London 2012: Janet Evans on comeback trail after 16 years
For two years, American swimmer Janet Evans has been focused on achieving the most improbable feat.
Twenty four years after winning three gold medals at the 1988 Seoul Olympics as a teenager, and 16 years after retiring, the 40-year-old mother of two is in the midst of a comeback.
With the US Olympic trials under way in Nebraska, Evans has again donned her swimsuit and set her sights on London 2012.
Even her coach, Mark Schubert, describes her ambitions of competing at a fourth Games as "a long shot".
Evans needs to finish in the top two of her events - the 400m and 800m freestyle - in Nebraska to secure a place in London, but that is not what is driving the four-time Olympic gold medallist.
"For me it's already been a success," she told BBC Sport. "There was never going to be a huge amount of disappointment; I've won my gold medals, I've broken my world records, so I've done my thing.
"To swim in the eight minute 40 seconds - when at the beginning of my career I was swimming in the eight minute 30 seconds (for the 800m freestyle) - I'm surprised my body has been able to do it. I could quit this morning, never swim another stroke and be very satisfied with the last two years of my life."
It is 08:45 in Los Angeles. While many people's days are just beginning, Evans has already been up for over four hours and finished her morning training schedule - a gruelling two-and-a-half-hour swim and 30-minute weights session.
As tough as it might be, waking up at 04:30 every morning is self-inflicted. It allows Evans to train and return home early enough to spend the day with her children before her afternoon session.
"I feel blessed because I'm a working mother but I get to be home with my children the majority of the day. I feel like I get the best of both worlds. Doing things to keep myself happy and content outside of my family, I think it makes me a better mum," she explained.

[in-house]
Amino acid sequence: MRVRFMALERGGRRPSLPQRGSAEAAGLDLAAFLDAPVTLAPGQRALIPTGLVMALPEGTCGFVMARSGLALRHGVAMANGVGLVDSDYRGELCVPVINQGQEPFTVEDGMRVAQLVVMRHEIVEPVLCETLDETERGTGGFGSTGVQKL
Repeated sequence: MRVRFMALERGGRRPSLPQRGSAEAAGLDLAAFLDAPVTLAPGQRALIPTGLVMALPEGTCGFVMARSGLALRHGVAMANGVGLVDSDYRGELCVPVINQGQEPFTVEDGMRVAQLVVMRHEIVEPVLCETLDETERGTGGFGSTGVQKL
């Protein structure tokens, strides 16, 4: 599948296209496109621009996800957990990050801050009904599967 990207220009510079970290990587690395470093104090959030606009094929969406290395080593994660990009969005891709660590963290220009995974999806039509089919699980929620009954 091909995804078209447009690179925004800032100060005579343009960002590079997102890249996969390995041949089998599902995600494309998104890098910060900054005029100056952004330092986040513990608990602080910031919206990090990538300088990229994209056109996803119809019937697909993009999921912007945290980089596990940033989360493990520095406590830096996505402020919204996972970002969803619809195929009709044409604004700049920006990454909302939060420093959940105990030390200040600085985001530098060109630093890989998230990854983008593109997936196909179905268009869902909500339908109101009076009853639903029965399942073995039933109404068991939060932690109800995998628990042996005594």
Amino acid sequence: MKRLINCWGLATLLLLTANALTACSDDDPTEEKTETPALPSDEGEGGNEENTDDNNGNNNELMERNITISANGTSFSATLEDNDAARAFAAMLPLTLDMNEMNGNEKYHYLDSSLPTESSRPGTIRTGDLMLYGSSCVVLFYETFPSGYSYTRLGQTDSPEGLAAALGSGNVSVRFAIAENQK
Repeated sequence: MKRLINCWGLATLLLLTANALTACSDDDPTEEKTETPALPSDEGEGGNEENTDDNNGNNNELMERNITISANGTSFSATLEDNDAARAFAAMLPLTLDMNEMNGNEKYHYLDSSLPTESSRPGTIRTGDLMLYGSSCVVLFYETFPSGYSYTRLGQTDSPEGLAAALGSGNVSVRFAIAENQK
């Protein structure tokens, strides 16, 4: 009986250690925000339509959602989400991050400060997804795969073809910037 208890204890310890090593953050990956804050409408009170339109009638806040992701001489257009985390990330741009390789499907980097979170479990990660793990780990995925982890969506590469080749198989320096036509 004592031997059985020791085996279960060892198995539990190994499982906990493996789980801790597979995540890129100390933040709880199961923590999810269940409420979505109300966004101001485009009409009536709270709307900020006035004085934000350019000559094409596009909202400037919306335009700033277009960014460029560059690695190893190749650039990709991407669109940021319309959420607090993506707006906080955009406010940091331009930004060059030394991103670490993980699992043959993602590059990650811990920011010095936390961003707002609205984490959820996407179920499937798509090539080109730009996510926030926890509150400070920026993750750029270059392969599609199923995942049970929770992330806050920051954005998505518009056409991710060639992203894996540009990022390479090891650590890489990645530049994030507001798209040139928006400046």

"I feel like as a mum you put so much on the back burner and every once in a while you think 'I'd love to do that'. For me, it was a question of missing the sport and wanting to swim again, having no huge expectations, seeing how fast I could go and how far I could push my body at the age of 40."
Evans insists there was no defining 'lightbulb' moment when she decided to stage the unlikeliest of comebacks.
She had kept herself in shape after giving birth and was still in regular contact with coach Schubert from her previous Olympic medal haul. From there, a plan began to take shape in the summer of 2010.
"I was approaching my 39th birthday," Evans said. "I was at the beach with my family and my coach texted me some of the results from the national championships. I said 'Wow, they're swimming about 8:25.00' and my coach said let's see if you can do that.
"When I started I couldn't swim 100m. I was in good shape but not swimming shape, so we basically started from scratch."
As daunting a task as it might seem, with Evans languishing at the slower end of trials qualifying in 51st, the three-time Olympian still speaks with infectious enthusiasm about competing again, free from expectation.
"Because I love it, I don't put pressure on myself. I broke my last world record at 17 and swam until I was 24, so I didn't do a best time in swimming for seven years - that's pressure, having to step off the blocks for seven years and wondering why your body can't do what it used to do.
"This time around it's been really fun for me to challenge myself and feel myself improving. Improvement of an athlete is very motivating. I'm more motivated than I was because it's fun to see what my body can do."
Successfully negotiating the trials, while an achievement in itself, would set Evans up for an even bigger test in London - a meeting with Britain's reigning Olympic 800m freestyle champion Rebecca Adlington, who broke her 19-year-old record back at the 2008 Games.
"I think it takes a lot of courage," Evans says of the challenge she has set herself.
"To put yourself out there and step out in the public eye again and put yourself up for criticism. There will always be people who think it's nuts that I'm swimming again. But it's a personal journey for me and one that has been very positive."